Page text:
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How to stop dogs from jumping on people

Updated on July 28, 2012

Basic steps for a more obedient dog


That little puppy jumping on its owners may appear like an adorable way to greet. Most owners seem to encourage such behavior by praising and petting the cute pup. However, one hundred and ten pounds later, for obvious reasons, that behavior becomes unacceptable. A dog so large may easily knock over an adult and even worse a child, possibly causing even substantial injuries.This is why such behavior must not be accepted from a tender age.

Teaching your puppy from scratch not to jump on people can be a pretty easy task. Teaching your dog to stop jumping once the behavior has turned into a habit, is another story. Behaviors that have not been corrected soon enough may be challenging to wean off, as they remain instilled in a dog's mind. So this is why it can't be said enough that preventing a behavior early is much better than dealing with it later.

In a dog's eyes jumping on its owners has two meanings: an exciting way to greet and another way to be at a human's height so to lick faces and get closer. Here are some great tips to discourage this unruly behavior:

-Praise When All Four Are on The Ground

In other words, praise your dog and pet him only when he has all four feet on the ground. Should he jump, ignore or even turn your back at him. In a dog's world nothing feels worse than being ignored. He may try to get your attention a few times more, but you will need to be strict and stick to your guns. Eventually, the dog will come to realize that when he jumps nothing exciting happens.

-Ignore when coming home

Most dogs are overly excited when the owners come home. You will see them whine, run around and act a little crazy. From now on, you will not greet him when he acts like this. Rather, you will wait a few minutes and praise for exhibiting a calm state of mind. This teaches a dog that he gets attention only when he acts calm and is in a relaxed state of mind. Going coo-coo all over will no longer get him anything. If your dog tends to jump up, wait till he relaxes, once he seems calm, call him to you. Tell him to sit and only once he is still, pet him and praise him lavishly.

-Enforce with Guests

When guests come over let them abide by the rules. A dog may easily think that jumping on its owners is not allowed but they may jump on guests. Let your dog relax in a room for the first minutes when guests are over. Once your dog appears calm let him out and tell your guests to not pay attention if he is starting to jump up. This is a great training tool as it shows consistency and teaches the dog to be calm near guests.

-Unbalance him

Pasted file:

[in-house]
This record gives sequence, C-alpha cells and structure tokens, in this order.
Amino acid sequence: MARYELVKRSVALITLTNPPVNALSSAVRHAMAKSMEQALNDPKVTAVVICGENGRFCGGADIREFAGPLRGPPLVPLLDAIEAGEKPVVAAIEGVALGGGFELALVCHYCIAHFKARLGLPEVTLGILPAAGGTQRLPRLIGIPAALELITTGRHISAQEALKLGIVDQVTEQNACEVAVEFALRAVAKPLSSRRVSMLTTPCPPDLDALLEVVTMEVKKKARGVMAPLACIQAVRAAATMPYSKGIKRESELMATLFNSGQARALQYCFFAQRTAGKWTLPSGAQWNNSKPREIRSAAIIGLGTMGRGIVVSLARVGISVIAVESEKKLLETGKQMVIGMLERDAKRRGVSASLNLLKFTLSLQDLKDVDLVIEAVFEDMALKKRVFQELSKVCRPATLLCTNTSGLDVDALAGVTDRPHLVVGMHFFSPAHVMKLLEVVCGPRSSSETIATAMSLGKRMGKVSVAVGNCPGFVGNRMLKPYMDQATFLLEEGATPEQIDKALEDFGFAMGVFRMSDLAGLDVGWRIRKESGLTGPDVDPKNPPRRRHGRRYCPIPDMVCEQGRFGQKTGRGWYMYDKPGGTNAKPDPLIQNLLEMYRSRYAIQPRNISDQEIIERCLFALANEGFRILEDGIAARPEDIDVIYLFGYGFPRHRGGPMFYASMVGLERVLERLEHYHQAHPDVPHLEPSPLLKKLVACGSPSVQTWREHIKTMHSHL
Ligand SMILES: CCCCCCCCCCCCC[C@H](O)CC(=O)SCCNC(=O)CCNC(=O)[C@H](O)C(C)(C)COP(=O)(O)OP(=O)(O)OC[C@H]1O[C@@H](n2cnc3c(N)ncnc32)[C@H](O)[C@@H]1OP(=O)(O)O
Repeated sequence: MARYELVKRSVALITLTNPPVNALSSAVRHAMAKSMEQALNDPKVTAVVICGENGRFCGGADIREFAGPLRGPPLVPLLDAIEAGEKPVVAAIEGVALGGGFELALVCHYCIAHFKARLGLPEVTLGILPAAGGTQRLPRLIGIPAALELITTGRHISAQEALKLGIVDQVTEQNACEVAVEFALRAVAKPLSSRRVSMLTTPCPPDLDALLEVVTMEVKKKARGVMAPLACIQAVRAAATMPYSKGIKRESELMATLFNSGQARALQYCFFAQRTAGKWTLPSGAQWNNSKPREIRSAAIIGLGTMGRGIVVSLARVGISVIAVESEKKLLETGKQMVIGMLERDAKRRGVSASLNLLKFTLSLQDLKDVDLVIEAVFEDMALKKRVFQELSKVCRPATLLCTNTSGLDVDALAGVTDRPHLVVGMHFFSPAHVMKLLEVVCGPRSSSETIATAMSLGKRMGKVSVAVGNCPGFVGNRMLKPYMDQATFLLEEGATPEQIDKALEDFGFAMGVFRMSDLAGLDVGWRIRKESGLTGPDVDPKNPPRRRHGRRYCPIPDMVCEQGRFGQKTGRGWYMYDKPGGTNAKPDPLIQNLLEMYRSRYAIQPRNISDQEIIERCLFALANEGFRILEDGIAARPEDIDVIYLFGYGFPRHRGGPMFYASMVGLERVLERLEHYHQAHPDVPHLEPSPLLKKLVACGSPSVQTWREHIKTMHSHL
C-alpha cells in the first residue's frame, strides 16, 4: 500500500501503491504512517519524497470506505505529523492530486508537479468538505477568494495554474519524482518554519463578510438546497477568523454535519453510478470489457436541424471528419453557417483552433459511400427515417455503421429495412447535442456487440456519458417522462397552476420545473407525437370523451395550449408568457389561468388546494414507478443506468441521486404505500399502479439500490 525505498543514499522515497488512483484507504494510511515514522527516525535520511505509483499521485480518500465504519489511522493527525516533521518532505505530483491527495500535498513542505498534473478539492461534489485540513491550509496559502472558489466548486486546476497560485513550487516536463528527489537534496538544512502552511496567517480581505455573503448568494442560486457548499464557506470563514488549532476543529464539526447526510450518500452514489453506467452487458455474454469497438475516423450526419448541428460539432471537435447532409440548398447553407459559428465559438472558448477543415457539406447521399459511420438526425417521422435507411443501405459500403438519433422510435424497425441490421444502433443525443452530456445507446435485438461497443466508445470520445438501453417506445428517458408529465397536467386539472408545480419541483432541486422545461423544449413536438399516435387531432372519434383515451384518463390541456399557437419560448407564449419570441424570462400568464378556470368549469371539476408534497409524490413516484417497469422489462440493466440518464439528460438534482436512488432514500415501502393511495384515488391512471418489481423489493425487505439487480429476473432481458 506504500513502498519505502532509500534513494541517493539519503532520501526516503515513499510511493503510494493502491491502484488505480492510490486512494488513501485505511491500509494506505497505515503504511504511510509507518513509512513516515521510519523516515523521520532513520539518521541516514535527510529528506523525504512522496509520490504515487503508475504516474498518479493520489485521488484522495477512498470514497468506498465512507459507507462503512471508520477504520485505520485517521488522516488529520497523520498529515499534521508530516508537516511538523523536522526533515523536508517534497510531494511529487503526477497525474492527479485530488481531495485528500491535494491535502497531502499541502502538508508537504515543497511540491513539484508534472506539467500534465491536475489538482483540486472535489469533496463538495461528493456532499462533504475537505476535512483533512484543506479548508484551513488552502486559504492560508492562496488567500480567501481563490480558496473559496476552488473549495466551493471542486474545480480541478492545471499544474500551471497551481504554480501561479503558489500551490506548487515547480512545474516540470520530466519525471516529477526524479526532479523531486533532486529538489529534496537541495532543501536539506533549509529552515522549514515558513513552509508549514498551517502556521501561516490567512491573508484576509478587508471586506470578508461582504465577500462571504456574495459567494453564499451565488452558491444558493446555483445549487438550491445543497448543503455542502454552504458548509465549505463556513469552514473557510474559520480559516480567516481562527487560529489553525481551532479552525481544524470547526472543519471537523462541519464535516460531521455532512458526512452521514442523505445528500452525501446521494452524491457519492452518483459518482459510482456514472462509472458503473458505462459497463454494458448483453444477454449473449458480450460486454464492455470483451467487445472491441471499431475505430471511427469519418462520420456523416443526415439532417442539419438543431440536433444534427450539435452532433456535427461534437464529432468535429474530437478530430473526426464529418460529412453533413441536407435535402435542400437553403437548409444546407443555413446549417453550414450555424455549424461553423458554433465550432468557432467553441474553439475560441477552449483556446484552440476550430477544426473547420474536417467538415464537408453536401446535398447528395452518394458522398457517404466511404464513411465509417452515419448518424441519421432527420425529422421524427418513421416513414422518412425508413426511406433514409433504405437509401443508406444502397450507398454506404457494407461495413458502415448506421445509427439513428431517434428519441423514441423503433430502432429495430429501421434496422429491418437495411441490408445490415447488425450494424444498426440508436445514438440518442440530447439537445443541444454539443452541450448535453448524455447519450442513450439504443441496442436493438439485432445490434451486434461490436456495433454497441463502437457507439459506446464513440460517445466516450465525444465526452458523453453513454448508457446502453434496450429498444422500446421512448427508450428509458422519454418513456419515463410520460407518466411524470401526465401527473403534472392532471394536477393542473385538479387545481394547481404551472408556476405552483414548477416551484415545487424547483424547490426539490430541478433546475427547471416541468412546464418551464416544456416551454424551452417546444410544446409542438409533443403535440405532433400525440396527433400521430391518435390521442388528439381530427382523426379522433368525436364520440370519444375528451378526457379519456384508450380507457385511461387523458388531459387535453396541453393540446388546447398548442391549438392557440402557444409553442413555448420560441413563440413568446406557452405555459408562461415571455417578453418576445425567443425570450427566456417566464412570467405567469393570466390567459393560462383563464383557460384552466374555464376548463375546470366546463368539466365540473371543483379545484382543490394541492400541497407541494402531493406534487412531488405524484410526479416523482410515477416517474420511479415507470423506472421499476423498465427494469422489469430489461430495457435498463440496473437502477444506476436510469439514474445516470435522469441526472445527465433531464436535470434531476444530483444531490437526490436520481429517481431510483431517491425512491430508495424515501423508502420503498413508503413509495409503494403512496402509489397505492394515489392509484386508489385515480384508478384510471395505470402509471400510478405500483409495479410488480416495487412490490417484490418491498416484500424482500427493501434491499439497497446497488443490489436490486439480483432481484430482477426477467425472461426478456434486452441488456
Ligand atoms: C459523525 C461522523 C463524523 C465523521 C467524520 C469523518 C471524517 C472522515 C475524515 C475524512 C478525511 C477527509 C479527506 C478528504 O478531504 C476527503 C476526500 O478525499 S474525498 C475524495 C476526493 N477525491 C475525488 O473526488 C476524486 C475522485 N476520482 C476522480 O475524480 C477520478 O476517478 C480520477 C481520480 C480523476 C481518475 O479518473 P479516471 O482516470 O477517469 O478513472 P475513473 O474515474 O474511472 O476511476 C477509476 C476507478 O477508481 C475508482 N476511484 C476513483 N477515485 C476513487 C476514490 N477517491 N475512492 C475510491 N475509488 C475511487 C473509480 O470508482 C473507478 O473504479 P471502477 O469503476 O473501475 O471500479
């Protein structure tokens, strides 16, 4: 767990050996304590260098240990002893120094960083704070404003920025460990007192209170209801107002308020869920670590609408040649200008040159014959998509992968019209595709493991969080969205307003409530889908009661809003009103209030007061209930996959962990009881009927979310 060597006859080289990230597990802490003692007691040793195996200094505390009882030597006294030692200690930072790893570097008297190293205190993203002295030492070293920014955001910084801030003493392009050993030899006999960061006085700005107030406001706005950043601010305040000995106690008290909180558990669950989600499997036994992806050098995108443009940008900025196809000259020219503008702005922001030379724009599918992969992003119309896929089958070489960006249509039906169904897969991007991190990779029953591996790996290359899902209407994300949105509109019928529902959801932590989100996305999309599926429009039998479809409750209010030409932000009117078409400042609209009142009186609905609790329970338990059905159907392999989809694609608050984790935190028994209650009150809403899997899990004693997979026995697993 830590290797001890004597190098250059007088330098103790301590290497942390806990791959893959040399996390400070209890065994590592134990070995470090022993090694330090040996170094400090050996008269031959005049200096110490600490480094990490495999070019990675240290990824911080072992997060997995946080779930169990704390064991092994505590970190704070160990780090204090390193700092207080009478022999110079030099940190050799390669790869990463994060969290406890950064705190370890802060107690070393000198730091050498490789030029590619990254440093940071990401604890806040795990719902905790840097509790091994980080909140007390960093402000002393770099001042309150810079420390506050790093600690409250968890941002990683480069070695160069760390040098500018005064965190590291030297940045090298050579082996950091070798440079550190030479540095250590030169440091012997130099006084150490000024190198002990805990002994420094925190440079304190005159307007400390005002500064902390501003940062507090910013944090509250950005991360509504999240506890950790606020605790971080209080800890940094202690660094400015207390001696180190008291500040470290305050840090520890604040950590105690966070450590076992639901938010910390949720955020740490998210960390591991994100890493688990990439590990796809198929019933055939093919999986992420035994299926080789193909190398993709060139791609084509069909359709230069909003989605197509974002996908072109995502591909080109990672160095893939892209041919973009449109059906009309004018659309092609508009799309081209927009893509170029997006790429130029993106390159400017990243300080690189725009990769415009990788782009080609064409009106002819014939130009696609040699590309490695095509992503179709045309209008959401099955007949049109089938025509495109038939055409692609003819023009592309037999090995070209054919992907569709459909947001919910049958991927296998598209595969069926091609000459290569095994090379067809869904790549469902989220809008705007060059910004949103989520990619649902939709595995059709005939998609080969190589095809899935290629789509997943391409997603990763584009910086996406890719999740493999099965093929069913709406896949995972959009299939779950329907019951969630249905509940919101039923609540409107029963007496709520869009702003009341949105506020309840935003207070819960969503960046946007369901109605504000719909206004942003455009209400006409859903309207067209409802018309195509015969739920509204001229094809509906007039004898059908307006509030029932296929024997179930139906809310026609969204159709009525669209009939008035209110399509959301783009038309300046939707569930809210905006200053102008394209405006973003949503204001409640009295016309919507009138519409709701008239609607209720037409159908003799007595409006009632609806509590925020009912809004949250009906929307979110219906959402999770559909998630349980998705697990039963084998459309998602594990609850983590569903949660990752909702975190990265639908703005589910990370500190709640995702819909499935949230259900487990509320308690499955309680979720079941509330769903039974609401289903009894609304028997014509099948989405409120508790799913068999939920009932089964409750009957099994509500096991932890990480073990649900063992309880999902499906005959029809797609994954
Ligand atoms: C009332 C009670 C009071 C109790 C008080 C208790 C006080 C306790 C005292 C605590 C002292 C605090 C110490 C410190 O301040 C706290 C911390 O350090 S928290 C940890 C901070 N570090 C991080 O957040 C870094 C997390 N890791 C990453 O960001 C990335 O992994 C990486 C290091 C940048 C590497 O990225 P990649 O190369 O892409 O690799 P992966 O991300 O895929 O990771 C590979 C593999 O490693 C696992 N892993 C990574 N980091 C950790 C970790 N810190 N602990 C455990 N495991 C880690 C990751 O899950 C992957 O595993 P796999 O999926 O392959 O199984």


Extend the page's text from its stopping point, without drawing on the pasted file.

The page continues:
Another good approach is to take off his balance. In other words, when he jumps up, step backwards so he will lose his balance and turn around. Dogs do not like to feel unbalanced and they soon will learn that jumping up no longer yields attention. This is known as negative punishment. If you add a command such as "Down" or "Sit" and praise the whole teaching will have more impact and be even more effective.

-Consistency is the key

A main reason why some people are unsuccessful in training their dog is because they are often inconsistent without even realizing it. An example may be owners who teach their dogs not to jump, but then they play rough with the dog and allow the dog to jump on them in a playful manner. This confuses dogs. They will not understand why the owner one day tells not to jump and the next allows it. Dogs will therefore, think that the rules are not strict or that owners are unpredictable. If jumping is not allowed enforce your rules each and every time: your dog will better understand you and respect you.

Finally, should these tips still do not work, you may want to consider enrolling your dog in obedience classes. A well trained dog will respond to various commands such as "sit" "stay" "down" and many more. The secret is to incorporate such commands at home quite often.

As seen a dog with all its feet on the floor is not only safer, but also better under control.It may take some time to stop jumping in obstinate cases, but very likely after a while you should see astounding results.

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    • happydogs profile image

      happydogs 

      7 years ago from Treasure Coast, Florida

      Great article, very thorough. Definitely important to nip this kind of behavior in the bud. Important information for any dog owner!

    • mogwai2000 profile image

      mogwai2000 

      7 years ago

      You're right, most of the times owners are the ones responsible for inadvertently train their dogs to jump on them.

    • profile image

      Vickey Jones 

      7 years ago

      Great advice!! Thank you.

    • tabitha.studer profile image

      tabitha.studer 

      8 years ago from Erie, PA

      thanks for all the suggestions - our pup is up to 75 pounds now and scares the crap out of anyone who comes to our door with jumping up. He just gets so excited...we'll be trying these out!

    • Doggie Devotee profile image

      Doggie Devotee 

      8 years ago from Danville KY

      Great information, very helpful. We have a 3 month old APBT puppy who is doing great at keeping 4 on the floor lol not the case with another dog we had, he jumped like a jack rabbit. Like you said early traning is key.

    • profile image

      alva octave 

      8 years ago

      my name is alva octave and i tried your no jumping trick and it works

    • profile image

      jmansson 

      8 years ago

      Very helpful and clear

    • Jaspal profile image

      Jaspal 

      8 years ago from New Delhi, India

      Really good advice here! One has to be consistent at all times and let the dog know that jumping up is not liked.

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